Benefits of Stained Concrete Floors
Having concrete floors is very important to your business, especially if you work in the food and beverage industry. Concrete is a long-lasting, very durable material that can hold up against a lot of foot traffic as well as heavy machinery used to process and store food, amongst other things. This is one of the main reasons it’s so critical in the food and beverage industries that may spend time processing and storing food. Stained concrete floors are also an excellent option if you’re a restaurant looking to upgrade the look of your concrete floors or need something sturdy to handle tasks in a factory. Here’s a look at what stained concrete is, how it works, and what options are available.
What is Stained Concrete?
Stained concrete gives a permanent color to your floor. In most cases, the concrete slab has a stain applied to it before it’s installed. However, there are cases where the stain is applied after the fact. In all cases, however, staining must be applied after the concrete has fully cured. This usually takes up to 28 days.
Stained Concrete Benefits
Having increased strength isn’t the only great benefit to staining concrete. Here are a few other benefits you should consider:
- It’s Aesthetically Pleasing – When most people think of concrete, they think of a gray slab. That doesn’t have to be the case. Stained concrete can be designed with specific colors in mind. You can even have it look like other kinds of stone, such as granite, sandstone, and cobblestone, making it a great, cost-effective alternative to those kinds of stone.
- Low Maintenance – Keeping stained concrete clean is very easy. You just need to occasionally sweep and mop to keep dirt and debris off of the floor.
- It’s Fire-Resistant – That’s right – stained concrete is resistant to fire. This alone makes it perfect for commercial and industrial environments, especially the kitchen in restaurants. It not only makes things safer, but potentially saves lives in the process. This really comes in handy in environments where flammable materials are used.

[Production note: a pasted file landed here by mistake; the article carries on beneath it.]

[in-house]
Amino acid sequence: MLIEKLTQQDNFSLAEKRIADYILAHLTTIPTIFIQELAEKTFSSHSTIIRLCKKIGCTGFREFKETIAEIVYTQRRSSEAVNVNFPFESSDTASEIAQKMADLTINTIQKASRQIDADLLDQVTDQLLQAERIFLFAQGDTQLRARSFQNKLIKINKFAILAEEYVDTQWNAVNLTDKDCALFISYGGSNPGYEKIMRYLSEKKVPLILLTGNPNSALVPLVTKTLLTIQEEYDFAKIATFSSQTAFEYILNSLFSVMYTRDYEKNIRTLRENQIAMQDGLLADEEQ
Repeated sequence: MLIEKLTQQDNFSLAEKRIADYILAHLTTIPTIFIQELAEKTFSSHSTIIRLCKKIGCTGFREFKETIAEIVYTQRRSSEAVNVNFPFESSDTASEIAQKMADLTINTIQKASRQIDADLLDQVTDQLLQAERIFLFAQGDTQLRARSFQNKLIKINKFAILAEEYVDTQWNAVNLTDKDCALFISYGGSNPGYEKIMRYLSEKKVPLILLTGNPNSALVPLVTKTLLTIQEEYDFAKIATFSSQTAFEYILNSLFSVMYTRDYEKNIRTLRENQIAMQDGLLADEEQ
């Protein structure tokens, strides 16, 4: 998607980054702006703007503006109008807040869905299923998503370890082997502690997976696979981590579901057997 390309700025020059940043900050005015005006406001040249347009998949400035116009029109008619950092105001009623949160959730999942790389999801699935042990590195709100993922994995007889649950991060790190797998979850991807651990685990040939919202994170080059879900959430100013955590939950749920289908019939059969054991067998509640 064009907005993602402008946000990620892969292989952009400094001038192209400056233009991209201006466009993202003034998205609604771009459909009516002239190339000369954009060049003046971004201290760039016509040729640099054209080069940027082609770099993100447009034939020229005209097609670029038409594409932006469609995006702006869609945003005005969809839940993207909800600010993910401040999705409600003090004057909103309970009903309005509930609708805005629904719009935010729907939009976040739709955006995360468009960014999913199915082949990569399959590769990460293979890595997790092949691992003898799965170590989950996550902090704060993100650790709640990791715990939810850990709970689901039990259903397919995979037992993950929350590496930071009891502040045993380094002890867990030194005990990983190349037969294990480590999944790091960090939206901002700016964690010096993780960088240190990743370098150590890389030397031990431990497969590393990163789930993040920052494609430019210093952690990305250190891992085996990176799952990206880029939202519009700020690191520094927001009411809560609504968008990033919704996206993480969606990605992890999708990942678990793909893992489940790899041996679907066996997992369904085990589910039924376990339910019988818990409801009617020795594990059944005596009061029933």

- Tough and Durable – Stained concrete can withstand typical wear and tear. In addition, it can hold up against peeling, chipping, discoloration, and fading. Also, due to how resistant it is to the elements, it holds up against water, meaning it’s less likely to have mold or mildew grow on it.
- It Can Save You Money – One major benefit of stained concrete is that it can insulate and release heat and coolness. Since this helps regulate the temperature, it also helps you save money on your energy bill.
Should a Stained Concrete Floor Be Sealed?
While it’s highly recommended that your concrete floor be sealed, it’s not mandatory by any means. Since concrete is such a porous material, dirt, water, and other things can seep into your concrete floor, which can eventually lead to major damage. Even though sealing your floor isn’t necessary, you can keep your floor from fading and extend its appearance for years. Sealing also keeps your floor from sustaining water damage.
There are three common types of concrete stain:
- Water-based stain
- Concrete dyes
- Acid-based stain
A water-based stain deposits color onto the surface of the concrete. Due to the nature of the water base, many options for colors are available, especially when compared to other types of stains. The biggest drawback to this type of stain is that water-based stains don’t hold up well when exposed to sunlight. Because of this, water-based stained concrete floors have to be resealed on occasion.
Concrete dyes work in a similar way as water-based stains. And just like water-based stains, not only do concrete dyes come in a number of different colors, but they are also susceptible to the same issues when exposed to sunlight.
Acid-based stains are the most popular of these three options. As one of the oldest forms of concrete stains, acid-based stains involve a much more complicated process of depositing colors. The acid-based stain has a chemical reaction with the calcium in the concrete’s surface to change color. This will permanently change the color of the concrete, making it safe to put in sunlight, unlike the other options we mentioned. The one downside to this is that there are far fewer colors to choose from, and they are usually neutral colors like beige and black.